10 tips to get more enjoyment out of your food
Do you consider yourself a “foodie“?
If so, do you really give your food the attention it deserves by eating it with full attention, or do you enjoy it so much that it‘s gone in about 5 minutes flat and you‘re left feeling stuffed and miserable?
Mindful eating is the ultimate foodie experience. It‘s not about chewing your food 35 times or staring lovingly at each bite (though you can if you want to!).
Mindful eating is about being present, as with all mindfulness so that you can get the full experience out of eating and thoroughly enjoy the food in front of you.
Mindful eating will also help you to better listen to your hunger and fullness cues as well as satisfaction levels so that you can begin to identify when you've had enough. This is a powerful tool to help those who tend to overeat.
In my practice, eating mindfully has been a proven technique to help those who tend to eat habitually, or emotionally.
It‘s a lot less likely that you‘ll devourer that whole bag of chippies while sitting quietly at the table rather than sitting in front of the television.
So, if you consider yourself someone who eats “distractedly“, overeats or just loves food, here are 10 ways to get more satisfaction out of eating it (and help you achieve your health goals as well!).
- Set the atmosphere. Play some nice music, light a candle, get out the fancy plates, clear the clutter and prepare yourself for your dining experience.
- Eliminate distractions. Turn off the television and put away the smart phones, laptops and tablets and anything else that could potentially distract you from your eating experience.
- Before you dish up your meal, decide how much you‘d like to eat. For example, if it is lunchtime and you know you have a presentation in the afternoon, it would be potentially helpful to eat a smaller amount. Or, maybe you know you‘d like some food leftover for your lunch tomorrow and so you decide to serve up your lunch alongside your plate. Or, maybe you've decided that this is a special meal and so you‘re going to enjoy that “stuffed“ feeling. Setting this intention is also a part of the whole mindful eating experience.
- Sit down and take a few deep breaths to center yourself and to make sure that you‘re not eating in a state of anxiety or stress which could affect your hunger/fullness levels amongst other things. This would be a great time to say a quiet thank you, or as a family, for the meal that is in front of you.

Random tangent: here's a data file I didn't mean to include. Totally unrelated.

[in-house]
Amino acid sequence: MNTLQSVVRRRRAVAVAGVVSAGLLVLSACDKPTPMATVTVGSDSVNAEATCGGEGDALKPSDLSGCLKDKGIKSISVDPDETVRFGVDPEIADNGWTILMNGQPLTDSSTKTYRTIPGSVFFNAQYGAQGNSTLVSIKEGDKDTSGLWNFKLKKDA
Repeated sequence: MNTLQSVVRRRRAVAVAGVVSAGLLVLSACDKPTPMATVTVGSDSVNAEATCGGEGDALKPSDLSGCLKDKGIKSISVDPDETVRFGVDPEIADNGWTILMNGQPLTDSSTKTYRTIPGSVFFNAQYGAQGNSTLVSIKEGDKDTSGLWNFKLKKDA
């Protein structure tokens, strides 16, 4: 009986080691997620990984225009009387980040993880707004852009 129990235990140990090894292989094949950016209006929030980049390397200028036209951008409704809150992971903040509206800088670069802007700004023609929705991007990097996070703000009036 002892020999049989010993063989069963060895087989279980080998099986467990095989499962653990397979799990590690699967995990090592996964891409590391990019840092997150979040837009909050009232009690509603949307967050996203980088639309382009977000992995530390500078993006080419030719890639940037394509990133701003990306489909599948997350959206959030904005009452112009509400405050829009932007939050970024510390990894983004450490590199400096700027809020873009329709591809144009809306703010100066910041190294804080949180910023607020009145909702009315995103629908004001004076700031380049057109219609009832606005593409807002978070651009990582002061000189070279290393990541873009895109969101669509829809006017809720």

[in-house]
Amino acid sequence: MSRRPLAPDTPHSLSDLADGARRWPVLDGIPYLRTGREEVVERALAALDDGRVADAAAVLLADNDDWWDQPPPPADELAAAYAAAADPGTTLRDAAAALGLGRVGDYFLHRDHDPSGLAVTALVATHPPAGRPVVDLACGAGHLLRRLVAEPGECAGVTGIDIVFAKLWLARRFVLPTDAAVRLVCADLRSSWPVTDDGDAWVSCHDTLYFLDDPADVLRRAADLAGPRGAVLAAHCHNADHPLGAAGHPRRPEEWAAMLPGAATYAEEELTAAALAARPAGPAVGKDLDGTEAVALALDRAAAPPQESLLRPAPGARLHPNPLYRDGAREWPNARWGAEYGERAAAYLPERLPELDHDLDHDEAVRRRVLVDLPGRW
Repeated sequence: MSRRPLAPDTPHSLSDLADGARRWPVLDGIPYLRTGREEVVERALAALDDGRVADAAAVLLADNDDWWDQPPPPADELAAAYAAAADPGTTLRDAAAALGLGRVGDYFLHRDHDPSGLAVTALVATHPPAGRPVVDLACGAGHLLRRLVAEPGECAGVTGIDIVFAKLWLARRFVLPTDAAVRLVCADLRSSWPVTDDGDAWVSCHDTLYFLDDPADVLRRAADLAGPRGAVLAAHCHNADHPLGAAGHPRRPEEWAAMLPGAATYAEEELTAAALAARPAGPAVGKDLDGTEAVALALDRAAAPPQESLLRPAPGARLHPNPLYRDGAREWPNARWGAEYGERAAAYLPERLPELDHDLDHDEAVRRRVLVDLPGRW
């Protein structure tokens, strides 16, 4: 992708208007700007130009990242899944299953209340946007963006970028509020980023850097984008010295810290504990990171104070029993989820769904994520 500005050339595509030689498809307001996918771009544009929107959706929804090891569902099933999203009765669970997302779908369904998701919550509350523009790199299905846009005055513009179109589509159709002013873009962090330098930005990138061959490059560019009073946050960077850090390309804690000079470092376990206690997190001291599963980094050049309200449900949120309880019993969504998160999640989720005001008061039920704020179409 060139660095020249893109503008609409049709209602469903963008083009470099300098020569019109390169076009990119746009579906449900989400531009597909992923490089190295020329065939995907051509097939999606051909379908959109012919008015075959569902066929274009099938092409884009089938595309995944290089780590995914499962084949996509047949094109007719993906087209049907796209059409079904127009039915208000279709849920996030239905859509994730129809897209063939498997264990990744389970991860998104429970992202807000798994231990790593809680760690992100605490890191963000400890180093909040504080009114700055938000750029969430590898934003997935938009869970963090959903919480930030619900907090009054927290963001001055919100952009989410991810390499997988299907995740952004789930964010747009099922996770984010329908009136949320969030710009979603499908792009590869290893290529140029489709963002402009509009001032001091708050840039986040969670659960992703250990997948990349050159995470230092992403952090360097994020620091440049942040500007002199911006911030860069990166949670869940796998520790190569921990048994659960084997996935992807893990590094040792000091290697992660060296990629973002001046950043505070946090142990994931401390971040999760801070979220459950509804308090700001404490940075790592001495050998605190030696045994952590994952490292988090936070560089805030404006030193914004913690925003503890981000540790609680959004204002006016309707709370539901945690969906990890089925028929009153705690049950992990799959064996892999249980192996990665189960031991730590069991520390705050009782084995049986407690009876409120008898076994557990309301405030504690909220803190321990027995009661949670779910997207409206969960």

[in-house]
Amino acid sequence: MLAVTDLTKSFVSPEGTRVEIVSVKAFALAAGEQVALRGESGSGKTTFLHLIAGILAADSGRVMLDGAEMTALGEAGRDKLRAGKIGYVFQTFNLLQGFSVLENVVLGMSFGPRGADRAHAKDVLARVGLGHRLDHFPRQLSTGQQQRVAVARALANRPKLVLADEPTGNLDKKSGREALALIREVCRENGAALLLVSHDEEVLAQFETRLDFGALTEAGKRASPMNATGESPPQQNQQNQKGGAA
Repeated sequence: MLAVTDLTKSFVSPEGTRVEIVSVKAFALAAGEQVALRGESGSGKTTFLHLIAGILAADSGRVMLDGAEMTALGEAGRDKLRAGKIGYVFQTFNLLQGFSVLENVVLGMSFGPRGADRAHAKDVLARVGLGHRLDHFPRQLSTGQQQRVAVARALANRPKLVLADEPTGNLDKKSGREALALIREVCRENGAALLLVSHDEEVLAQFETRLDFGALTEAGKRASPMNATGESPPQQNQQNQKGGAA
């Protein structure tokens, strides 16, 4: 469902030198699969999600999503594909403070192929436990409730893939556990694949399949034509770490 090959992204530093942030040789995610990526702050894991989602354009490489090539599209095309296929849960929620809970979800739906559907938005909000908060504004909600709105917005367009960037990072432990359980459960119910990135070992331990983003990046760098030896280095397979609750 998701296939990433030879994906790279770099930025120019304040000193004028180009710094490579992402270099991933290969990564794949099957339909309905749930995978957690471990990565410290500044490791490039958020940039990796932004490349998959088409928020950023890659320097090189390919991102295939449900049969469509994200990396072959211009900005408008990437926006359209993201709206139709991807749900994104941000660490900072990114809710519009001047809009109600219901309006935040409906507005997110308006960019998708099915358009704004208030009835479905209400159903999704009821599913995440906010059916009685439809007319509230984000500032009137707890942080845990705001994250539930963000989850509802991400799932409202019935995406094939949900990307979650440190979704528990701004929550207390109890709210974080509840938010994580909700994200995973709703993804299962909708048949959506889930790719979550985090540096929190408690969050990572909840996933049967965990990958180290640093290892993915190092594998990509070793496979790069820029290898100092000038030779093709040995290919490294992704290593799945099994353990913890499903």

- Look at your food. Appreciate the appearance, colours and textures. Decide which bite looks the best and start there (after all if you save the best for last - you may end up overeating simply because you really want that bite).
- Take a small bite. Smaller bites are going to taste better than larger ones as most of our taste buds are on our tongue. If you stuff it all in, most of the food is going to be smooshed up against the roof of your mouth, your teeth, and your cheeks and you‘re missing out on some of that delicious flavour experience.
- Put your fork down so you can get the full experience from your food. If you‘re too busy paying attention to scooping up your next bite, you‘re going to miss out on all the flavours and textures of the food you‘re actually eating. This is not an assembly line!
- Enjoy! While paying attention to that bite in your mouth, enjoy the experience, be thankful and pay attention to how it tastes and feels in your mouth.
- When you‘re halfway through your meal, stop and turn inwards. Are you satisfied? Do you need more? Is your stomach starting to feel full already? Remember, you can always go back for more later.
- Finished? Push your plate in front of you or put it away, and say thanks! This will prevent picking unnecessarily and allow you to focus on the conversations and the experience around you.
Even if you only did a couple of these suggestions you‘re doing yourself a wealth of good. Start with the ones that resonate with you, or maybe the easiest ones and continue to grow with your mindful experience.
Here's my Chocolate Peanut Butter Cup Porridge! To be eaten mindfully of course ;-)
1/2 cup buckwheat (soaked overnight and drained)
1 cup water
1 pinch of salt
1/2 cup almond milk
1 Scoop Chocolate Clean Lean Protein
1 Tbsp peanut butter
1-2 Squares 80% Dark chocolate
Bring the water to a boil with a pinch of salt and the buckwheat. Reduce heat and simmer on medium heat until water is reduced. Add the almond milk and continue to simmer until the liquid has reduced a little bit again (we don't want it too dry). Remove from the heat and add the Clean Lean Protein and stir until combined. Place in a bowl and swirl through the peanut butter and drop in dark chocolate. Add coconut yogurt and some chocolate paleo cereal if desired.
The information provided in this article is intended for educational purposes only and is general advice. It should not, nor is it intended to be, relied on as a substitute for individual medical advice or care. If the contents of this, or any other of the blogs in this series raises any concerns or questions regarding your health, please consult a qualified healthcare practitioner.